The reason I am putting this out there (to be completely frank about the marketing strategy I am trying to employ) is to hopefully maximize my efforts with those who have become somewhat regular readers. If they know when to expect something, they will be less likely to miss it. Not every post between now and August will be book related, but the reason this is important is that when they are book related, I am then dependent on those regular readers to help me disseminate some of the more “Major Announcement” kind of things that will be coming in the next few weeks as the release for THE RELUCTANT BLOGGER is now a mere three months away.

What kind of announcements? Well, the cover art should be done very shortly. A new look to the website that will more effectively promote the book will be up soon. Short previews of the novel itself will appear in some posts and hopefully announcements of positive reviews (that’s a big assumption, I know) will post here as well.

But here is my huge request. If you are a friend, family member or complete stranger who is marginally excited for the release of THE RELUCTANT BLOGGER, I really need your help in the coming months. I realize these requests are unfair as they are favors I will likely never be able to repay. But I ask because as anybody who is trying to make their dream a reality in this new world of social media knows: one extra share or one extra like can be the difference of something going viral or something going stagnant. So here are my requests.

1. Share and like posts that deal with “major” announcements regarding THE RELUCTANT BLOGGER.

2. Invite people to “like” my author page, preferably more than once. (Invite more than once, not like)

3. Hopefully some author signings will be announced. If you are one of those people who doesn’t like to pre-order things or distrusts putting your credit card on the internet and happens to live in one of those areas where a signing is announced, please (yes, I have fully reached begging mode here) take the opportunity to visit that store where the signing is scheduled and request a copy be ordered for you ahead of the book’s release. Currently, only one is scheduled for sure and that is the book’s release party at Bookworms Bookstore in Thatcher, AZ.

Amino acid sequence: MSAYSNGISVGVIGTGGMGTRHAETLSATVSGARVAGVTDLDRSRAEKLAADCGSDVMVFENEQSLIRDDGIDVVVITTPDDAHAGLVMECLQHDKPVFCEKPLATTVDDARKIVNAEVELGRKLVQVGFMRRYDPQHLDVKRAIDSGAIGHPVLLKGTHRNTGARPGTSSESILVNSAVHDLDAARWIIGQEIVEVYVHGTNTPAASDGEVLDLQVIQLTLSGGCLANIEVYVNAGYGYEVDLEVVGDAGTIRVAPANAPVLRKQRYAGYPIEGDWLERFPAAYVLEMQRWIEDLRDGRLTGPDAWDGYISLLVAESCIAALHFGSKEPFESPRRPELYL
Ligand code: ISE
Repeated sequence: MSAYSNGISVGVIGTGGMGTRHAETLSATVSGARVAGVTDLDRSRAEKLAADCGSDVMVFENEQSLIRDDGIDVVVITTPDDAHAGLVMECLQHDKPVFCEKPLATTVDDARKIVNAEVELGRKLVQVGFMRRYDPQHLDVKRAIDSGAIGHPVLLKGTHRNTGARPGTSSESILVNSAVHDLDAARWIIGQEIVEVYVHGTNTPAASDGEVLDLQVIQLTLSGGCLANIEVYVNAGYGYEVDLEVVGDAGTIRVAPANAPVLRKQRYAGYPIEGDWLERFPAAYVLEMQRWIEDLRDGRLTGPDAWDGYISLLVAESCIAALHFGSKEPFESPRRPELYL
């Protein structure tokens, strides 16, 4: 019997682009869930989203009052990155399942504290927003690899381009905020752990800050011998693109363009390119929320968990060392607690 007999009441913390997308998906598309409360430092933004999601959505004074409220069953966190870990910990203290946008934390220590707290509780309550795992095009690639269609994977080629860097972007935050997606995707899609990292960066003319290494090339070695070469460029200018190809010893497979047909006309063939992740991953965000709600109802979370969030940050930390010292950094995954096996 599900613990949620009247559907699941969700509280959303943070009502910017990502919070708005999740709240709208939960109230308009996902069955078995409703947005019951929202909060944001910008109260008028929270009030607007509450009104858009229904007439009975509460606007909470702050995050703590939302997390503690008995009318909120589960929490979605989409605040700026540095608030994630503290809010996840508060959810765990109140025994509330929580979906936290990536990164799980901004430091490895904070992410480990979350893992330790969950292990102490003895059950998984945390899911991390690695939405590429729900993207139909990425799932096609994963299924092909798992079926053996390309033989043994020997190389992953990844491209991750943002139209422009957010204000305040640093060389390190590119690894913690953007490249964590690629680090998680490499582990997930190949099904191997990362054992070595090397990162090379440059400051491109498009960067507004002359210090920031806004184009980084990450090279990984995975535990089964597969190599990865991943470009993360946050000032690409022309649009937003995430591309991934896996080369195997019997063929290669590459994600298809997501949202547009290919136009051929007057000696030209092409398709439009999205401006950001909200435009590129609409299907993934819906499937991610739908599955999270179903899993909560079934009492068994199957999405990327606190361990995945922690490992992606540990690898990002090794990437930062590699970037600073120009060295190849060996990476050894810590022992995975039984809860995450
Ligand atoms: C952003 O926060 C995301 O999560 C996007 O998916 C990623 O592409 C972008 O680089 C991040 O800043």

4. If you live in a state other than Arizona or Utah, I’m probably not gonna be signing anywhere near you. If you have plans to purchase the book, please consider purchasing the book now as a pre-0rder from You can do so by clicking here.  Pre-order numbers affect the efforts in marketing the book by the publisher as well as bookstores that will consider stocking a book.

If you are a person who hates to be “that guy” or “that girl” who pushes things on their friends and family, I understand. If you would prefer to not “like” every post or not suggest people follow my page, I get it. I won’t let my kids sell their latest PTO stuff door to door because I don’t want my neighbors to feel pressured. I totally understand. But if you think you might be buying this book, this last request is the request that matters most. If you do pre-order it, whether it be through a bookstore or on-line, I thank you more than I can express. It means a great deal to me.  Really, Thank You.

Lastly, thank you to everyone who has been so supportive. I hope when the final product lands in your hands you aren’t extremely let down. If you have followed this blog regularly, then you probably have a good idea of what to expect from the writing. Except now there will be a story included. I can’t believe it is coming so quickly. Thanks again everybody, for all the support you’ve provided and for anything you may do going forward. You’re great.

For anyone hoping for a less pushy post, all I can offer is my latest post from last Thursday in case you missed it. (It wasn’t a Monday post, so it is likely that you did.)

THE RELUCTANT BLOGGER arrives August 13, 2013. Ryan Rapier the author’s facebook page can be found at As noted above, it can currently be pre-ordered on Just think parents, it will be here just in time for you to enjoy as you send your kids back to school.